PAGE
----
The effect of identical fibers varies from person to person. Individual response may vary and we encourage individuals try different types of fiber.
IBS Symptoms Fiber Treatment
Lower abdominal pain Methylcellulose/Psyllium
Upper abdominal pain Oatmeal/Oat bran/Psyllium
Constipation Methylcellulose/Psyllium
Incomplete evacuation Methylcellulose/Psyllium
Diarrhea Psyllium/Oligofructose
Excessive gas Methylcellulose/Polycarbophil
Tips for Adding Fiber to Your Diet
Making small, gradual changes can add up to a big difference in the nutritional value of your diet. Experiment with fresh foods and don%u2019t be afraid to try new foods and recipes. Here are a few practical tips for adding fiber to your diet.
%u2022Cook in microwave to save time and nutrients
%u2022Cook only until tender-crisp to retain taste and nutrients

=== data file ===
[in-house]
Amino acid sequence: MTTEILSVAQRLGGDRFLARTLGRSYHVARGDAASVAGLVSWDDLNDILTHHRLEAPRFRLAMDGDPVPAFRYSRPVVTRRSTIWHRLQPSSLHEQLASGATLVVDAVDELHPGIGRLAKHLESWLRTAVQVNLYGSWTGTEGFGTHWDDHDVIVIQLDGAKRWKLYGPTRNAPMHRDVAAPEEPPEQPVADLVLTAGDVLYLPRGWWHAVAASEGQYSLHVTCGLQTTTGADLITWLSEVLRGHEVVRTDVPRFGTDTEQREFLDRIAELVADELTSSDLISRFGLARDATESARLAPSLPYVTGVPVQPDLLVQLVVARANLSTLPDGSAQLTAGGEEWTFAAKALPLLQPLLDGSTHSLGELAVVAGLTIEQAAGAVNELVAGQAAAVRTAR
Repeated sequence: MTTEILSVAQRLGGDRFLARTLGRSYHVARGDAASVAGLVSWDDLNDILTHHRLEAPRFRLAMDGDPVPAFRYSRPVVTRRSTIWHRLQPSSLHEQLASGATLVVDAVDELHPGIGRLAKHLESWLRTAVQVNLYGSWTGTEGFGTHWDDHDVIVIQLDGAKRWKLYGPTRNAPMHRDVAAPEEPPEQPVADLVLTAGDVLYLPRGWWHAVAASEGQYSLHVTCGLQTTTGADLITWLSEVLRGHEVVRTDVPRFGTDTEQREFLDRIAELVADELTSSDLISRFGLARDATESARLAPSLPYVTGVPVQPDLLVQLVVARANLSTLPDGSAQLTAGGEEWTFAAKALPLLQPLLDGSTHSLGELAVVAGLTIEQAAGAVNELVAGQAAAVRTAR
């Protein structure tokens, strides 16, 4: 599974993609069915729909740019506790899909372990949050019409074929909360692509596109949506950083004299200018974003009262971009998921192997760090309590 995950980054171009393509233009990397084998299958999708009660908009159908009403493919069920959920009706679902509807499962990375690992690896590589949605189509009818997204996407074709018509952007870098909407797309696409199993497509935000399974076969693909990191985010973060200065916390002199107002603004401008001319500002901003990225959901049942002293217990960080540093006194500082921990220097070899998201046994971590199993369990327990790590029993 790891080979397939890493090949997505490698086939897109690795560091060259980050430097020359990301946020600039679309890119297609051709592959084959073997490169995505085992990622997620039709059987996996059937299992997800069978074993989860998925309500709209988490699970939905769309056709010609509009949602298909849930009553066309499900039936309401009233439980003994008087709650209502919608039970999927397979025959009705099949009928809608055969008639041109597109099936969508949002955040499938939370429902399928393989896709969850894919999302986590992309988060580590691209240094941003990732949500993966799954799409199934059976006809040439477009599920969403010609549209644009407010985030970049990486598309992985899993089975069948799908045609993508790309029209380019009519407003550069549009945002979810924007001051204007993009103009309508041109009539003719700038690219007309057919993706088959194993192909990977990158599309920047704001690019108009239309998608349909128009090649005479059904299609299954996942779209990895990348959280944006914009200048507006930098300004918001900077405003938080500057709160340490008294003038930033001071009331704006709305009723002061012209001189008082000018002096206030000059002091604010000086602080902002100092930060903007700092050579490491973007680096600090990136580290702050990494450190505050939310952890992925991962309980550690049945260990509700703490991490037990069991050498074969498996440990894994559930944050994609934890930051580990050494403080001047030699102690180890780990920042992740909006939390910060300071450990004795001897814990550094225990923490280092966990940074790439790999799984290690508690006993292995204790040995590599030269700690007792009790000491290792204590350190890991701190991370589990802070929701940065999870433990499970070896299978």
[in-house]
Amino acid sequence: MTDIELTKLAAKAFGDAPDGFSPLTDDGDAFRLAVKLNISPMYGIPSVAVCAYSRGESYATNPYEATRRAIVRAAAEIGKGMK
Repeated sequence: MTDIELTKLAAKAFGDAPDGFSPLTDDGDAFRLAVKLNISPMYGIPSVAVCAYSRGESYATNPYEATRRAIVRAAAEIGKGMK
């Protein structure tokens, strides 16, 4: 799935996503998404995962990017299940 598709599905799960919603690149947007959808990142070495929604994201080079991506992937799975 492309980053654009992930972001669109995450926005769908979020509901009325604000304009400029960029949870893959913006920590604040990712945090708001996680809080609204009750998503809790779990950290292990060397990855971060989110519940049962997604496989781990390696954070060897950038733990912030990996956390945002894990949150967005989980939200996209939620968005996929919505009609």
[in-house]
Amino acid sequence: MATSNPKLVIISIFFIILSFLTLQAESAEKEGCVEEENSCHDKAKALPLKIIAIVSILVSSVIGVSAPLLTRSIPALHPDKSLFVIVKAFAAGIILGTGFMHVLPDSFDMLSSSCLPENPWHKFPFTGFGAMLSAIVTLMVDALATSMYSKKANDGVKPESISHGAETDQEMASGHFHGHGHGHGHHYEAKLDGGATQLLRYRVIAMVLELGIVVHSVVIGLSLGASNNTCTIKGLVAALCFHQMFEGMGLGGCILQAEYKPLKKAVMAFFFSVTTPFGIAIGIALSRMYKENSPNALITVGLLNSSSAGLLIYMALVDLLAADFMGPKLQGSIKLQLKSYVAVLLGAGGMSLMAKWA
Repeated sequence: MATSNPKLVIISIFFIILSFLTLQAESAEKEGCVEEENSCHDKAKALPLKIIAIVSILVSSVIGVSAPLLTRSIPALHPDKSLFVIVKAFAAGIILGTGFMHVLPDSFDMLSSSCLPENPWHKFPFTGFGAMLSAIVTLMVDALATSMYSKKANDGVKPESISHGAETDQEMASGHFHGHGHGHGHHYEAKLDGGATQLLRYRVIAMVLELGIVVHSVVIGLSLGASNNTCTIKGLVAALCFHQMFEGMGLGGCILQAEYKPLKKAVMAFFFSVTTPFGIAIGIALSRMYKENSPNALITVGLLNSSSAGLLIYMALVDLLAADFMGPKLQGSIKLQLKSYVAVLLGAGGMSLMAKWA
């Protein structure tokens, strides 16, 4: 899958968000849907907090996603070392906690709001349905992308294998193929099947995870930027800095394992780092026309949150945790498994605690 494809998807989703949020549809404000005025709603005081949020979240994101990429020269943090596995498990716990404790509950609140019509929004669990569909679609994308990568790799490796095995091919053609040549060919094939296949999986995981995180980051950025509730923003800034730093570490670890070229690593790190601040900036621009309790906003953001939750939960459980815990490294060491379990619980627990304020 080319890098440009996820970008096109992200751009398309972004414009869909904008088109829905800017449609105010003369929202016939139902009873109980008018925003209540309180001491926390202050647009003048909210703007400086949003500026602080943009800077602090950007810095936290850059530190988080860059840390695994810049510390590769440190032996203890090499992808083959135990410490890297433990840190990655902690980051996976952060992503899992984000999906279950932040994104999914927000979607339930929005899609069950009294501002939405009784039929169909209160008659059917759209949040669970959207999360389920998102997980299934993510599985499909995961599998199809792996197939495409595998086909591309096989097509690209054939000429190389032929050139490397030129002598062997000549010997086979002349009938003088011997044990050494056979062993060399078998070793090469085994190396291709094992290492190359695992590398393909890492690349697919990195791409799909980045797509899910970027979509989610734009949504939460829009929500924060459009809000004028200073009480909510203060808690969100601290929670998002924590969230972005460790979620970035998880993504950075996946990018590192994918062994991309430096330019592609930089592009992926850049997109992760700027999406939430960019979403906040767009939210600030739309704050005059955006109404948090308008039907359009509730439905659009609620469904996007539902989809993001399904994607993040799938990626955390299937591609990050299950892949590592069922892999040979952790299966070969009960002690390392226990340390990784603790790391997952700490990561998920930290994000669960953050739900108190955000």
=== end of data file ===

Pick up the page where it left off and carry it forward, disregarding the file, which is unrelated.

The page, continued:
%u2022Replace the meat in salads and main dishes with presoaked dried beans and peas
%u2022Presoaking reduces the gas-producing potential of beans if you discard the soaking water and cook using fresh water
%u2022Use a slow cooker for bean soups and stews
%u2022Snack on fruit anytime, anywhere
%u2022Experiment with unusual fruits such as kiwi, pineapple, and mangos
%u2022Leave peelings on fruit whenever possible
%u2022Use fresh and dried fruit in muffins, pancakes, quick breads, and on top of frozen yogurt

%u2022Choose whole-grain varieties of breads, muffins, bagels, and English muffins
%u2022Try fresh pasta instead of dried
%u2022Mix barely cooked vegetables with pasta for a quick pasta salad


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Simple ways to stick to healthy diet
16 March 2016